Chairman Stevens touched on the importance of bi-partisanship.  "I made it clear to all during the campaign that NIGA is a bi-partisan organization and has a long history of working both sides of the aisle. Our message is not on a specific side of the aisle; it is about advancing Indian country."  Stevens told the crowd that he attended both political party National Conventions "to protect our standing and to further our good relations with our greatest champions who come from both sides."

He continued, "We had an incredible last eight years with the Obama administration, and we got a lot of work done.  It is important that we continue to build upon this product with the new administration."  Stevens also reminded the audience that history has shown that a lot has also been accomplished on behalf of Indian country with various presidential administrations, he noted as an example the accomplishments made on behalf of Indian country during the President Richard Nixon administration, where Steven's father, Ernie Stevens, Sr., served.  He recalled, "despite the ups and downs, there was a lot done for Indian Country."

Stevens then spoke about the importance of educating all about Indian country.  He talked about recent publications that were receiving high visibility that instilled a negative and false portrayal of Indian country.  That included, 'The Whistler,' a novel written by fictional novelist John Grisham where a backdrop of his book is the operation of an Indian Casino. In a recent interview on CBS This Morning while promoting the book, Grisham made some false statements about the integrity of the Indian gaming industry. Stevens said, "While this book is based on fiction, Grisham does not even realize that his comments could affect hundreds of thousands of jobs and the integrity of our Gaming Operations, which we have strived so hard to protect over the past 40 years and we take that seriously, and we let him know."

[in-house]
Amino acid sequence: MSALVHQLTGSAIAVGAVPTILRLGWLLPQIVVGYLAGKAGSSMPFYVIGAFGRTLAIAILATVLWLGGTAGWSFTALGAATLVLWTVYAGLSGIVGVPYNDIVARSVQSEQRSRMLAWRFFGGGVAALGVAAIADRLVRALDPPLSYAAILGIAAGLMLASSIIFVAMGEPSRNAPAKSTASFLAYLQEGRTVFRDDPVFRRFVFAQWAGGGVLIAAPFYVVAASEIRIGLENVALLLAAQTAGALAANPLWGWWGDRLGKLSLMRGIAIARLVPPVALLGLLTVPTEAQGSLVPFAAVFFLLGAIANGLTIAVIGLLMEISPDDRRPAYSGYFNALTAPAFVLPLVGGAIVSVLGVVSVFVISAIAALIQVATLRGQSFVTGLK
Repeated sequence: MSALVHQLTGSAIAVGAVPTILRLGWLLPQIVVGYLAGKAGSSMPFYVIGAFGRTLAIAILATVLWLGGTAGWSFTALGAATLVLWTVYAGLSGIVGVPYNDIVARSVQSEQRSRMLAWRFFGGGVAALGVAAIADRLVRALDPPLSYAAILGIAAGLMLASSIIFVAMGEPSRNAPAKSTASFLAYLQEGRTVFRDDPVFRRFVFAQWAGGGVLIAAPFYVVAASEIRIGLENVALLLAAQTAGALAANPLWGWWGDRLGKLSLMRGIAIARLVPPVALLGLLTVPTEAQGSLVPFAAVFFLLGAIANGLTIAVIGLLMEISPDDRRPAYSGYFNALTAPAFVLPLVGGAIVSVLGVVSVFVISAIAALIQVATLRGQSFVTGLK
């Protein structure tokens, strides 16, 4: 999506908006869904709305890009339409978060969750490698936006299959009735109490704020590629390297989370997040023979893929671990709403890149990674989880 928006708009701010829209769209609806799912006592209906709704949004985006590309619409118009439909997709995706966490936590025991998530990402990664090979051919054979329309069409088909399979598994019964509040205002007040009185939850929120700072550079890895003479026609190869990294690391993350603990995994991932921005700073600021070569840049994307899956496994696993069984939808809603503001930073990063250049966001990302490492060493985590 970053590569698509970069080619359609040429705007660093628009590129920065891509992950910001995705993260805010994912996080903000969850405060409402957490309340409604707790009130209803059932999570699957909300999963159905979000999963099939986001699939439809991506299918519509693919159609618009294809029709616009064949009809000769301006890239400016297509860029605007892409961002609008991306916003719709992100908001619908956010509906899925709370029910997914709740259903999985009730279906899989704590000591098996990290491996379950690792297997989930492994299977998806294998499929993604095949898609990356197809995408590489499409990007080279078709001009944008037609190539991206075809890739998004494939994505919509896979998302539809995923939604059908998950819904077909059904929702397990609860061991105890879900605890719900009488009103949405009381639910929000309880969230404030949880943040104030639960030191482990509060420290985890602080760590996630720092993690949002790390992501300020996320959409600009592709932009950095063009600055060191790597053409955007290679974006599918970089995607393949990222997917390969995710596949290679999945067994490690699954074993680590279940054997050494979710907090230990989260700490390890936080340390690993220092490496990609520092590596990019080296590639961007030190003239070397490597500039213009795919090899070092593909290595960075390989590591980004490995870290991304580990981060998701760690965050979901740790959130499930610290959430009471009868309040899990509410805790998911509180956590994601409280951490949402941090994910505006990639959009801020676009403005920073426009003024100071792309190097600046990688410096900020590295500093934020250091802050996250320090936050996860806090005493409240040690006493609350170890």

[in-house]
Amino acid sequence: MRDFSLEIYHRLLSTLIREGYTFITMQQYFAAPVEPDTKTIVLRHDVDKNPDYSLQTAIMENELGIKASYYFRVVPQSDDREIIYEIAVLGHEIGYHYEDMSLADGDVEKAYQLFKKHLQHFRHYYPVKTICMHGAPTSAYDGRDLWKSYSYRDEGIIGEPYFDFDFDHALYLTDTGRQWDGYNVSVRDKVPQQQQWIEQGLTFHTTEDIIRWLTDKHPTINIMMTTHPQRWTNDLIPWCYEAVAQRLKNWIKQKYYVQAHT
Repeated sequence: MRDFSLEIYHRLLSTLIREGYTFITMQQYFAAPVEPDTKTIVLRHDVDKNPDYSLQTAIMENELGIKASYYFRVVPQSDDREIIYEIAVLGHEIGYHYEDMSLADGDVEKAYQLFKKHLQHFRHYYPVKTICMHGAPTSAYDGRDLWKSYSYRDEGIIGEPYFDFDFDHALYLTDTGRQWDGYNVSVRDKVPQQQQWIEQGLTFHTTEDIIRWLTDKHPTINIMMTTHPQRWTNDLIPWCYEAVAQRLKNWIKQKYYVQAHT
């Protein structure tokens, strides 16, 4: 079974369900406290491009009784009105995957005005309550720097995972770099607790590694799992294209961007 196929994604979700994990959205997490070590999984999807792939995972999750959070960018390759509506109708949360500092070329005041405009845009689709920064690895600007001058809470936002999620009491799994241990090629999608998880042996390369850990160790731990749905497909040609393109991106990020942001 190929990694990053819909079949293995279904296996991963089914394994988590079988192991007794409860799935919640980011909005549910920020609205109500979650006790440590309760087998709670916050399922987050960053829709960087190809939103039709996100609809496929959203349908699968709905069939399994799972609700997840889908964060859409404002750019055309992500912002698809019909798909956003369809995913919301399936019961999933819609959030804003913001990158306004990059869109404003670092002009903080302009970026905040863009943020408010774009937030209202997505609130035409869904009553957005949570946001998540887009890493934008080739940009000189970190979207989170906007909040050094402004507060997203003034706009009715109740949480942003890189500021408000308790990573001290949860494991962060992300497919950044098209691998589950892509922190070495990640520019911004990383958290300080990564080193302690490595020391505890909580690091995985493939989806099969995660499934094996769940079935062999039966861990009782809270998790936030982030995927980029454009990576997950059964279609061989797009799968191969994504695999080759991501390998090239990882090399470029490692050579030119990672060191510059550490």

Stevens also made reference to the 'New Trail of Tears,' which is a piece on tribal sovereignty and tribal government self-determination.  It supports Allotment (and privatizing Indian lands, attacks) the Indian Reorganization Act, supports the repeal of Indian Child Welfare Act and mocks Indian gaming as a means of taking from Indians to give to tribal governments.  It opposes federal policies designed to uphold the federal government's treaty and trust obligations to Indian Country.  And finally, the book 'Wampum: How Indian Tribes, the Mafia, and an Inattentive Congress Invented Indian Gaming and Created a $28 Billion Gambling Empire.' This publication falsely projects the Indian gaming industry as being influenced by the mafia and misrepresents our industry as a whole.

Chairman Stevens said, "Our education efforts are never done. We need to step up our advocacy to another level because educating is the key.  The best stories should come from those who live it, and that is the tribal leadership who diligently represent their communities.  They can provide the accurate accounts. They are the greatest voices to educate the truth."

Chairman Stevens closed his keynote address by recognized several of the Indian country leadership in attendance.  He presented NIGA eagle staff medallions to George Tiger, former Principal Chief of the Muscogee (Creek) Nation, as well as W. Bruce Pratt, President of the Pawnee Nation, and UINKOT treasurer; Margo Gray, UINKOT board secretary and Edwina Butler, Chairwoman of the Absentee Shawnee Tribe of Oklahoma and Vice Chairperson of the UINOKT for their unwavering efforts in supporting Tribal Sovereignty and the Indian Gaming industry.  Stevens said, "It was such an honor to be able to sit and visit with the leaders in the heart of Indian country.